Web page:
Firefox + NoScript: Throw 'Clickjackers' Under The Bus

Is "clickjacking" the security risk some people make it out to be? Not if you're acquainted with one of my favorite Firefox browser extensions.
Is "clickjacking" the security risk some people make it out to be? Not if you're acquainted with one of my favorite Firefox browser extensions.Clickjacking is definitely the online security threat du jour. Most of this attention came courtesy of an Adobe Flash bug that could allow an attacker to play peek-a-boo with a victim's Webcam. A recent Flash security patch eliminated the problem, and most of the recent media coverage of clickjacking seems to have gone with it.

But did the problem really go away? Not really, since clickjacking doesn't necessarily depend upon Adobe Flash or any other browser plugin technology. In fact, as developer Giorgio Maone stated in a recent blog post, clickjacking appears to be possible using nothing more than mainstream Web publishing standards such as DHTML, CSS, and (in particular) JavaScript.

Even if this form of clickjacking hasn't yet appeared in the form of real-world exploits, it still poses a significant potential threat. For starters, it affects every browser and host operating system; if a browser supports even rudimentary Web standards, it could be vulnerable to clickjacking exploits.

Also, while future versions of these standards may fix the problems, they will take years to ratify and must still ensure backwards compatibility or risk breaking countless millions of Web pages. That means deep-rooted security issues such as clickjacking will be with us for years to come.

So, clickjacking is a creature we all know far too well: A shadowy, poorly-understood online security threat with no easy fix -- and with enormous mischief-making potential. What else is new?

Except this time there is an easy fix -- at least for Firefox users.

NoScript has long been one of the most popular Firefox extensions. It will, by default, block both Java applets and JavaScript from executing on any Web page. Firefox users are then free to enable Java/JavaScript functionality only on sites they trust, on a case-by-case basis -- and even then, ideally, only when scripting support is absolutely necessary to do whatever they need to get done on a particular site.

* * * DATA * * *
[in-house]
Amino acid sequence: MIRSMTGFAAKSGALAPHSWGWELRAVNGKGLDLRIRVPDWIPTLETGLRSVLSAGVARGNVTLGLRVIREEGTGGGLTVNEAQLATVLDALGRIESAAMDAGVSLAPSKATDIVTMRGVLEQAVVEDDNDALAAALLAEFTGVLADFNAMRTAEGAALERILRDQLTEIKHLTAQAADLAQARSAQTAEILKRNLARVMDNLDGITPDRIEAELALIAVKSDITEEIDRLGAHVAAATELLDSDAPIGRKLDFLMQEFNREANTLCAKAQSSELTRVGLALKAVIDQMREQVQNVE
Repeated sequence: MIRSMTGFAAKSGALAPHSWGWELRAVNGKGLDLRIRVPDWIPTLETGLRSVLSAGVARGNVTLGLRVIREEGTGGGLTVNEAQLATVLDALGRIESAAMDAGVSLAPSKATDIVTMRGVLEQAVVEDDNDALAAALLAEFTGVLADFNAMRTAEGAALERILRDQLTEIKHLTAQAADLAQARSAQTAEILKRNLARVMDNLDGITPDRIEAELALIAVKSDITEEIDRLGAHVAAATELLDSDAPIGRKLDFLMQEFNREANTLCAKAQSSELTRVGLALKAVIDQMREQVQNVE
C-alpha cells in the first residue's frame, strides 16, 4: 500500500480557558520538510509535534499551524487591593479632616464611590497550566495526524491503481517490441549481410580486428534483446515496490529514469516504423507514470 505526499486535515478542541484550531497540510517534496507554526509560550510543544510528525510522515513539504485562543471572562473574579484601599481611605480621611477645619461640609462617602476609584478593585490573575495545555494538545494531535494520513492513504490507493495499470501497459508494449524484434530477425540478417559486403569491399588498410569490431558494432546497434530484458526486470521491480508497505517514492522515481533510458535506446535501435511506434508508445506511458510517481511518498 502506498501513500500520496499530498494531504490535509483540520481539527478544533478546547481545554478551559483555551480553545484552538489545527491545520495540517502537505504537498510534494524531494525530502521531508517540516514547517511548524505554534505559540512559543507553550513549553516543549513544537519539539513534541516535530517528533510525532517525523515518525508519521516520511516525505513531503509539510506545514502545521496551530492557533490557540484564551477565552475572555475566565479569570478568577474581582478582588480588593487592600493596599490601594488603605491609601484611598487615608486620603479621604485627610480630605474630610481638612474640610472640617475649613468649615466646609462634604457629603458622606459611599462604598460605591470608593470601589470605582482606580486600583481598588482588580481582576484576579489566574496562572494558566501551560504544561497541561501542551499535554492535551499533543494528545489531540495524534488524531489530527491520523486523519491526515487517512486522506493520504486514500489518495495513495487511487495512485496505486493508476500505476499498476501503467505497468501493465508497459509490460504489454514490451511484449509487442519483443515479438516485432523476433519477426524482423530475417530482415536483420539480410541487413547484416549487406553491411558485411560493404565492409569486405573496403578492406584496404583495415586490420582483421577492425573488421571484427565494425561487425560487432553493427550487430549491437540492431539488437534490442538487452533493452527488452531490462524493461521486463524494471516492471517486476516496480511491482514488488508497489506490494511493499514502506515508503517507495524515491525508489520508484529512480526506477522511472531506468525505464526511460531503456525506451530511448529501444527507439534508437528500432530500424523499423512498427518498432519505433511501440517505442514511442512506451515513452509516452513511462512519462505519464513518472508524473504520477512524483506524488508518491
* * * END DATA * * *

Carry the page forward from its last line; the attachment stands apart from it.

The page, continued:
As Maone points out in his blog post, blocking JavaScript will protect Firefox users from one of the most insidious clickjacking threats: The ability to keep a malicious link floating directly under a user's mouse, potentially ensnaring them the moment they click anything, anywhere on a compromised Web page.

Better yet, however, the latest version of NoScript includes another new feature that all but eliminates any threat from clickjacking attacks. The new feature, which Maone calls ClearClick, will detect hidden embedded elements on a page and warn users if they click on one of these elements -- before they drop off the current page and drop through the black-hat rabbit hole.

Finally, NoScript will, by default, enable one particular kind of script that responsible Web developers can implement on their sites to detect and root out embedded, probably malicious rogue Web pages. These so-called "framebusting" scripts are an important weapon against clickjacking. Unfortunately, they only protect sites whose administrators are both willing and able to deploy them properly. (In other words, don't hold your breath.)

Anyone using any mainstream Web browser can already disable JavaScript support. That will make you safer, but it will also make you miserable; too many Web sites today rely upon JavaScript to do anything useful. Besides whitelisting trusted sites while blocking scripts on all other sites, NoScript will impose additional security restrictions, such as blocking Java, Flash, Sliverlight, and other plugins (either on untrusted sites only or on all Web sites). NoScript will also forbid pages from rendering IFRAME tags (a favorite toy for online troublemakers), and it will even collapse blocked objects, making a rendered page appear as if the object had never existed in the first place. And this just scratches the surface of what NoScript can do to protect your security (and sanity!) online.

While a number of other Firefox extensions enhance a user's online security in one way or another, NoScript is, in my opinion, the single most important security-related Firefox extension. Don't take my word for it: The US-CERT guide to Web browser security includes extensive instructions for configuring NoScript as part of its Firefox security guidelines.